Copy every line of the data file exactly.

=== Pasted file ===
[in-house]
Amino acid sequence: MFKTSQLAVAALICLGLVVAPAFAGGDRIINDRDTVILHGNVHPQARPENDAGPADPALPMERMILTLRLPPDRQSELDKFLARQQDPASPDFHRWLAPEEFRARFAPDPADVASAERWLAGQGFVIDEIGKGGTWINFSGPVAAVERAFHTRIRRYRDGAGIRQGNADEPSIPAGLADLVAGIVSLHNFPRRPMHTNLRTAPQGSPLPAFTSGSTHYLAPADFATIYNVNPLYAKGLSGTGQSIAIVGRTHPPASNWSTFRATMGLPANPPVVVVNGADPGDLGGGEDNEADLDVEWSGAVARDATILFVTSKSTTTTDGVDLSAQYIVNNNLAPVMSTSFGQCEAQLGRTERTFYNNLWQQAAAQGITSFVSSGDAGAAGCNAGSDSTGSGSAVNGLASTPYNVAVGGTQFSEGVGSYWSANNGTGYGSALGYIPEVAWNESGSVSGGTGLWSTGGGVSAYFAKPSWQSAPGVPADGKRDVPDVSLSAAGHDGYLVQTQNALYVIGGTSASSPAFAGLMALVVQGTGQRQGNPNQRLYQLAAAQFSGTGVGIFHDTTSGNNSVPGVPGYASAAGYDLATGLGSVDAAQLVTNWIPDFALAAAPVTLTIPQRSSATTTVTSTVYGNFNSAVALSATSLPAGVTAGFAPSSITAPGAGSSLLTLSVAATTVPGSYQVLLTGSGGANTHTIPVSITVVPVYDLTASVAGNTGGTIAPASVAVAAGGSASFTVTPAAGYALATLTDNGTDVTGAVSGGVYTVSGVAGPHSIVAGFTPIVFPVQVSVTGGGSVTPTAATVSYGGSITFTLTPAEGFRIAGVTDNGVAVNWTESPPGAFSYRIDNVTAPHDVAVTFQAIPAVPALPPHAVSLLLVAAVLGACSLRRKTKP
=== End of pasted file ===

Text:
[in-house]
Amino acid sequence: MFKTSQLAVAALICLGLVVAPAFAGGDRIINDRDTVILHGNVHPQARPENDAGPADPALPMERMILTLRLPPDRQSELDKFLARQQDPASPDFHRWLAPEEFRARFAPDPADVASAERWLAGQGFVIDEIGKGGTWINFSGPVAAVERAFHTRIRRYRDGAGIRQGNADEPSIPAGLADLVAGIVSLHNFPRRPMHTNLRTAPQGSPLPAFTSGSTHYLAPADFATIYNVNPLYAKGLSGTGQSIAIVGRTHPPASNWSTFRATMGLPANPPVVVVNGADPGDLGGGEDNEADLDVEWSGAVARDATILFVTSKSTTTTDGVDLSAQYIVNNNLAPVMSTSFGQCEAQLGRTERTFYNNLWQQAAAQGITSFVSSGDAGAAGCNAGSDSTGSGSAVNGLASTPYNVAVGGTQFSEGVGSYWSANNGTGYGSALGYIPEVAWNESGSVSGGTGLWSTGGGVSAYFAKPSWQSAPGVPADGKRDVPDVSLSAAGHDGYLVQTQNALYVIGGTSASSPAFAGLMALVVQGTGQRQGNPNQRLYQLAAAQFSGTGVGIFHDTTSGNNSVPGVPGYASAAGYDLATGLGSVDAAQLVTNWIPDFALAAAPVTLTIPQRSSATTTVTSTVYGNFNSAVALSATSLPAGVTAGFAPSSITAPGAGSSLLTLSVAATTVPGSYQVLLTGSGGANTHTIPVSITVVPVYDLTASVAGNTGGTIAPASVAVAAGGSASFTVTPAAGYALATLTDNGTDVTGAVSGGVYTVSGVAGPHSIVAGFTPIVFPVQVSVTGGGSVTPTAATVSYGGSITFTLTPAEGFRIAGVTDNGVAVNWTESPPGAFSYRIDNVTAPHDVAVTFQAIPAVPALPPHAVSLLLVAAVLGACSLRRKTKP